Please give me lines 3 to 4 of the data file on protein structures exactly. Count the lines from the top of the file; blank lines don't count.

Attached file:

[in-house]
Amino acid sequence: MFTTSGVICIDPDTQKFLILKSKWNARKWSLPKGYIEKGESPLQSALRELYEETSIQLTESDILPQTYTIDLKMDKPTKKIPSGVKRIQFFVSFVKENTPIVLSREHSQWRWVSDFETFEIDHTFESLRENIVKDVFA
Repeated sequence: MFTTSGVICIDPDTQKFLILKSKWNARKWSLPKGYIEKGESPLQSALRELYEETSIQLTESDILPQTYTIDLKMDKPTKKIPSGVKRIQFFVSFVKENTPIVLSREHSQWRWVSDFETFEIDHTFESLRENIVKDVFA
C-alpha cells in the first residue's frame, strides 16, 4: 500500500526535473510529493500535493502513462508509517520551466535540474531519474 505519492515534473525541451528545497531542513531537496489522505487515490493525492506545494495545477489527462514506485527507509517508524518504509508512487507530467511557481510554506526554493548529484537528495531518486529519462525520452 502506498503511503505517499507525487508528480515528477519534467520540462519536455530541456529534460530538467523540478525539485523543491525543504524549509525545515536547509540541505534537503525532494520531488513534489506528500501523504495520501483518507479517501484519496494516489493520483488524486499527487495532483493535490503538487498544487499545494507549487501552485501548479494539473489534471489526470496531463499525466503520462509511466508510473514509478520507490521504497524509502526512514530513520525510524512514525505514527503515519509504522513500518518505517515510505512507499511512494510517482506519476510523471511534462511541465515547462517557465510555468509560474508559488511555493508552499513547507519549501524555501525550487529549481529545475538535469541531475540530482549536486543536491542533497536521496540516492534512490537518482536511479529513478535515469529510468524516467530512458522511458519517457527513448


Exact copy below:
Repeated sequence: MFTTSGVICIDPDTQKFLILKSKWNARKWSLPKGYIEKGESPLQSALRELYEETSIQLTESDILPQTYTIDLKMDKPTKKIPSGVKRIQFFVSFVKENTPIVLSREHSQWRWVSDFETFEIDHTFESLRENIVKDVFA
C-alpha cells in the first residue's frame, strides 16, 4: 500500500526535473510529493500535493502513462508509517520551466535540474531519474 505519492515534473525541451528545497531542513531537496489522505487515490493525492506545494495545477489527462514506485527507509517508524518504509508512487507530467511557481510554506526554493548529484537528495531518486529519462525520452 502506498503511503505517499507525487508528480515528477519534467520540462519536455530541456529534460530538467523540478525539485523543491525543504524549509525545515536547509540541505534537503525532494520531488513534489506528500501523504495520501483518507479517501484519496494516489493520483488524486499527487495532483493535490503538487498544487499545494507549487501552485501548479494539473489534471489526470496531463499525466503520462509511466508510473514509478520507490521504497524509502526512514530513520525510524512514525505514527503515519509504522513500518518505517515510505512507499511512494510517482506519476510523471511534462511541465515547462517557465510555468509560474508559488511555493508552499513547507519549501524555501525550487529549481529545475538535469541531475540530482549536486543536491542533497536521496540516492534512490537518482536511479529513478535515469529510468524516467530512458522511458519517457527513448